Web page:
The development and evaluation of novel treatment combinations is a key component of modern clinical research. The primary goals of factorial clinical trials of treatment combinations range from the estimation of intervention-specific effects, or the discovery of potential synergies, to the identification of combinations with the highest response probabilities. Most factorial studies use balanced or block randomization, with an equal number of patients assigned to each treatment combination, irrespective of the specific goals of the trial. Here, we introduce a class of Bayesian response-adaptive designs for factorial clinical trials with binary outcomes. The study design was developed using Bayesian decision-theoretic arguments and adapts the randomization probabilities to treatment combinations during the enrollment period based on the available data. Our approach enables the investigator to specify a utility function representative of the aims of the trial, and the Bayesian response-adaptive randomization algorithm aims to maximize this utility function. We considered several utility functions and factorial designs tailored to them. Then, we conducted a comparative simulation study to illustrate relevant differences of key operating characteristics across the resulting designs. We also investigated the asymptotic behavior of the proposed adaptive designs. We also used data summaries from three recent factorial trials in perioperative care, smoking cessation, and infectious disease prevention to define realistic simulation scenarios and illustrate advantages of the introduced trial designs compared to other study designs.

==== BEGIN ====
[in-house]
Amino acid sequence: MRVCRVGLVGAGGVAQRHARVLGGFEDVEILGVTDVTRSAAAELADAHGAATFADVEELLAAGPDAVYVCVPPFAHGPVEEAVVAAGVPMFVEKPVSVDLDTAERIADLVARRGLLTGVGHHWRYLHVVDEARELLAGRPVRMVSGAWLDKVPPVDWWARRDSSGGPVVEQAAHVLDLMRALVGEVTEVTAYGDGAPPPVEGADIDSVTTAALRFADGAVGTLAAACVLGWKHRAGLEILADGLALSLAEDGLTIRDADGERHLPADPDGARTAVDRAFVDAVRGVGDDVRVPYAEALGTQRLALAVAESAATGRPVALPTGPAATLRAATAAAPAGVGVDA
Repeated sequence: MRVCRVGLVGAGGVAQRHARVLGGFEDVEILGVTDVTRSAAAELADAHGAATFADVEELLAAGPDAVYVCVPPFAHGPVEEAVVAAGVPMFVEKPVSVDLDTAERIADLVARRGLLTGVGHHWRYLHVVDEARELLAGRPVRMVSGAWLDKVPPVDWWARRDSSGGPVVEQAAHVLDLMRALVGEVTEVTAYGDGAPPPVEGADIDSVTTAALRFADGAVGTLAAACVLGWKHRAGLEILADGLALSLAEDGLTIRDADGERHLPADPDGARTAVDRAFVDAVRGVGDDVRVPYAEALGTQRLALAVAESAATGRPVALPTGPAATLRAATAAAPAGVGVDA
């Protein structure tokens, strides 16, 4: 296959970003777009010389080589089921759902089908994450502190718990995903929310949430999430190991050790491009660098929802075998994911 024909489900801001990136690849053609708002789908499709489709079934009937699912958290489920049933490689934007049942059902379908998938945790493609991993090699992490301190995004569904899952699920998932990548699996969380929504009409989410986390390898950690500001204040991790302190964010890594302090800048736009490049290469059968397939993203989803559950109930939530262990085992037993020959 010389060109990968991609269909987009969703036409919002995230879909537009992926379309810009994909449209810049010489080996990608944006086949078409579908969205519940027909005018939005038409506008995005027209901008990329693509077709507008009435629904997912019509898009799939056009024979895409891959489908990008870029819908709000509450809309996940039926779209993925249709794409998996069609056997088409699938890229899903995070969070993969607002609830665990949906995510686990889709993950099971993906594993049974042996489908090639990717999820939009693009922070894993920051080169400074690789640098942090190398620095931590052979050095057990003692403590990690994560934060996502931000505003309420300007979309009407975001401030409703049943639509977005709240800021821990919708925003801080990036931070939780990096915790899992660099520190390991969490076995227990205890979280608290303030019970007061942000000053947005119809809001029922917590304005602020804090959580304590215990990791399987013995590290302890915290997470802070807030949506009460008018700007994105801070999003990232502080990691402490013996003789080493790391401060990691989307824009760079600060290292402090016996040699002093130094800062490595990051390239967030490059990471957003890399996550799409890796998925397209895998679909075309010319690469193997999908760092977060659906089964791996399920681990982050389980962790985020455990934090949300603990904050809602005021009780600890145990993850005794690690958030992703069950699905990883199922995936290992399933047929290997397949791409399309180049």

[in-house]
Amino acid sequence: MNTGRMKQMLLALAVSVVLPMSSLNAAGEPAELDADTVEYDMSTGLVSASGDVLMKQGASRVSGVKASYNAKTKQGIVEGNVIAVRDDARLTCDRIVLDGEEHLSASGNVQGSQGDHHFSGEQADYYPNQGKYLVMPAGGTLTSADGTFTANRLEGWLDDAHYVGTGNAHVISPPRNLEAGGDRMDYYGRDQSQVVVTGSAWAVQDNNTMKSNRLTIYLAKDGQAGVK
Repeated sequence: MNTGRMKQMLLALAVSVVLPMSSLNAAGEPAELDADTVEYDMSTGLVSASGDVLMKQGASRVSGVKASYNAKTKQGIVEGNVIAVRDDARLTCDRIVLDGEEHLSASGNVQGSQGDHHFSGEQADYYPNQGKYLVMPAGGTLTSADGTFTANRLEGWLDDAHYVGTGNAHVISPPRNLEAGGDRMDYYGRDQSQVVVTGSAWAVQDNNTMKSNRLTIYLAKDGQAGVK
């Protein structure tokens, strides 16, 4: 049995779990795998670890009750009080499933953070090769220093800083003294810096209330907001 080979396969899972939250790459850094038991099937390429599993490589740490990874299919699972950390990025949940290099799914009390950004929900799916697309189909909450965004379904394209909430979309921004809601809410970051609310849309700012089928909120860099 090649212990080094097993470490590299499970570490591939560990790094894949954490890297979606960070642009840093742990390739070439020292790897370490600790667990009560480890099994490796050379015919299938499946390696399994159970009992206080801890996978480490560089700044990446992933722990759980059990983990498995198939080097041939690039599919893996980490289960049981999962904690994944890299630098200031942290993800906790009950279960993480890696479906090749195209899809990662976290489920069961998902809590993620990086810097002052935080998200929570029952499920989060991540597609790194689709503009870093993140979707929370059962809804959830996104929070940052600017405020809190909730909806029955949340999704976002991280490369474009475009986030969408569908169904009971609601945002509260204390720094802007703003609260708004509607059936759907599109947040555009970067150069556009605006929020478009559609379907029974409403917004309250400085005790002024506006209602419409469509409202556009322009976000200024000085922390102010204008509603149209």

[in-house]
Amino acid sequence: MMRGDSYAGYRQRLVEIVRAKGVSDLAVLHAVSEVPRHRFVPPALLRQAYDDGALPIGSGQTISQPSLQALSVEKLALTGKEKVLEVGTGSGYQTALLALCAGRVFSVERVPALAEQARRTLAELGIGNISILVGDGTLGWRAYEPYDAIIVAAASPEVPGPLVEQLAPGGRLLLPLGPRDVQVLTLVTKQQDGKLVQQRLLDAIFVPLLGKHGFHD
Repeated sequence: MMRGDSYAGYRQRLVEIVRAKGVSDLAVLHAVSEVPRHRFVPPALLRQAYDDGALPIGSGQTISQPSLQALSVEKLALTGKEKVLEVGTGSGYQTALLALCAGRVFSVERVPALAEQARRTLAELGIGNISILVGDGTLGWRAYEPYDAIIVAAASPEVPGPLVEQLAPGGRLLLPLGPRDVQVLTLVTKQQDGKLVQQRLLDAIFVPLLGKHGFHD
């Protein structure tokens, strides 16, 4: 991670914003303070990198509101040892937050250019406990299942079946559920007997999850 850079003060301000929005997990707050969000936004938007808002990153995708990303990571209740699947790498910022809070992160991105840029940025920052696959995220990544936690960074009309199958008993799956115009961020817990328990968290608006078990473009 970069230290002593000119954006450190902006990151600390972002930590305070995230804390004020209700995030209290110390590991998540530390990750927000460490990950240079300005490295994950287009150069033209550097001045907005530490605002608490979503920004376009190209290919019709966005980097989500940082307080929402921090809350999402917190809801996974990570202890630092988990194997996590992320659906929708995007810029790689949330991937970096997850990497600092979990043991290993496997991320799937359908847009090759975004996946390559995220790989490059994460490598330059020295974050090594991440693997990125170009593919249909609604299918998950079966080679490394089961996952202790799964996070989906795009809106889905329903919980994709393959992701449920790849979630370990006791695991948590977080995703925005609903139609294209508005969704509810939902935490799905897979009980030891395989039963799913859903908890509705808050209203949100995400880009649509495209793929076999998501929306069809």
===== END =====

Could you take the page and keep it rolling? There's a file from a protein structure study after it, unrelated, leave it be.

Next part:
This article is published and distributed under the terms of the Oxford University Press, Standard Journals Publication Model (